Reflecting its continued commitment to support credible, transparent and inclusive elections in Honduras, the European Union also observed the 2013 and 2017 elections.

EU EOMs aim to promote democracy and human rights in a framework of cooperation with third countries.

Honduran authorities and civil society have reiterated that the presence of the EU EOM is an important and constructive contribution to the electoral process.

EU Election Observation Missions are financed exclusively from European Union budgets.

Consistent methodology

The EU EOM is guided by the Declaration of Principles for International Election Observation adopted under the auspices of the United Nations in 2005 by various international bodies and entities involved in international election observation.

Over the past 25 years, the European Union has deployed more than 200 election observation missions in some 75 countries on five continents and has developed a methodology based on the following principles:

- Comprehensive observation of electoral processes in accordance with international and regional obligations for democratic elections.

- Absolute independence of the mission.

- Non-interference in the electoral process.

- Neutrality and impartiality of observers;

- Adherence to the Declaration of Principles for International Election Observation, commemorated at the United Nations in 2005.

- Respect for the Code of Conduct for international election observation and host country legislation.

The EU EOM conducts a comprehensive analysis of the electoral process, based on long-term observation. To this end, observers meet with the Honduran electoral and political authorities, the different candidates, civil society organisations and the media to analyse, among other aspects:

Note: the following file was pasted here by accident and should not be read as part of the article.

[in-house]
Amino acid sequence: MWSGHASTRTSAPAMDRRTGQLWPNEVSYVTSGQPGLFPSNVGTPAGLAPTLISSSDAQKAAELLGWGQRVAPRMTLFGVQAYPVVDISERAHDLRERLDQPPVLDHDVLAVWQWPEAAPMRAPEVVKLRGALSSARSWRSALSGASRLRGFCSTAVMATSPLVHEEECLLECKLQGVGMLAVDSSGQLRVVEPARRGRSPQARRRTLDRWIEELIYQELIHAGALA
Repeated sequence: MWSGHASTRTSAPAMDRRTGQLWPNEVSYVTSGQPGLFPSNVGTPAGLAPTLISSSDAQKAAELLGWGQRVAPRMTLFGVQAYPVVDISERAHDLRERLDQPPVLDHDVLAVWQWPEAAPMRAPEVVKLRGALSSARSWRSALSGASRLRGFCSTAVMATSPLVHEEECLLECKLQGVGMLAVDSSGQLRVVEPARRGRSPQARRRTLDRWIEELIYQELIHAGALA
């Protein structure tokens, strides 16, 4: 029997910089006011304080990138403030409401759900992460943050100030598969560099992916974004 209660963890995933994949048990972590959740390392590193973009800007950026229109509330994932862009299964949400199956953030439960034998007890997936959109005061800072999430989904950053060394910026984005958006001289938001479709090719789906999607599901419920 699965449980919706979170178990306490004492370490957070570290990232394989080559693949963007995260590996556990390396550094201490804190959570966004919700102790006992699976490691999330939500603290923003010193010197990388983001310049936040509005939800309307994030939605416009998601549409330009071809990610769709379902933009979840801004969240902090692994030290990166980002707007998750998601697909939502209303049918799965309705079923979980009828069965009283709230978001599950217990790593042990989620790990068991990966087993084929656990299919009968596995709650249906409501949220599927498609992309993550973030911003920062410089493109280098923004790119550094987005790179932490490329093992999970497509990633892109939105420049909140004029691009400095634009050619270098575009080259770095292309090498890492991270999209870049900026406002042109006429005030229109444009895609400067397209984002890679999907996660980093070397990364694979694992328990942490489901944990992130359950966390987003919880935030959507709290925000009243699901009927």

- The legal framework and its application.

- The impartiality of the electoral administration.

- The reliability and integrity of the electoral roll.

- The registration of parties and candidates.

- The conduct of the election campaign.

- The use of public resources during the campaign.

- Fairness of candidates' access to the media.

- Respect for the universal rights of freedom of expression and assembly.

- Voting, the counting of votes, their reflection in the electoral register and the scrutiny of votes.

- Appeals and complaints.

EU EOM composition

Željana Zovko is the Chief of the EU EOM. Ms. Zovko, a Croatian diplomat and politician, has been a Member of the European Parliament since 2016 for the European People's Party (HDZ/EPP), of which she is Vice-President. Before becoming an MEP, she had an extensive diplomatic career as ambassador to France, Spain and Italy. In the field of election observation, Ms. Zovko was head of the EU EOM in Nepal in 2017.

For Election Day, the mission will comprise around 70 observers from EU member states.

The core team arrived in Tegucigalpa on 13 October and is composed of:

- A deputy chief of Mission.

- A political analyst.

- A legal analyst.

- An electoral analyst.

- A deputy electoral analyst.

- An electoral technology analyst.

- A media analyst.

- A social media analyst.

- A press officer.

- An observers’ coordinator.

- And a data analyst.

This group was joined in late October by 30 long-term observers (LTO) who were deployed in teams of two and are covering all departments of the country. A delegation from the European Parliament and diplomats from member states accredited in Honduras and concurrent embassies will join the mission close to the vote. The mission will remain in the country until the conclusion of the electoral process.

Findings of the Mission

The Mission does not pronounce on the verdict of the polls but assesses the electoral process as a whole. Following the elections, the EU EOM will issue two reports. In the first, normally two days after Election Day, the mission will issue a preliminary statement during a press conference in Tegucigalpa.

Approximately two months after the elections, a representation of the mission will return to Honduras to share the final report with the government, electoral bodies, political parties and civil society. The report will include recommendations for possible reforms of future electoral processes.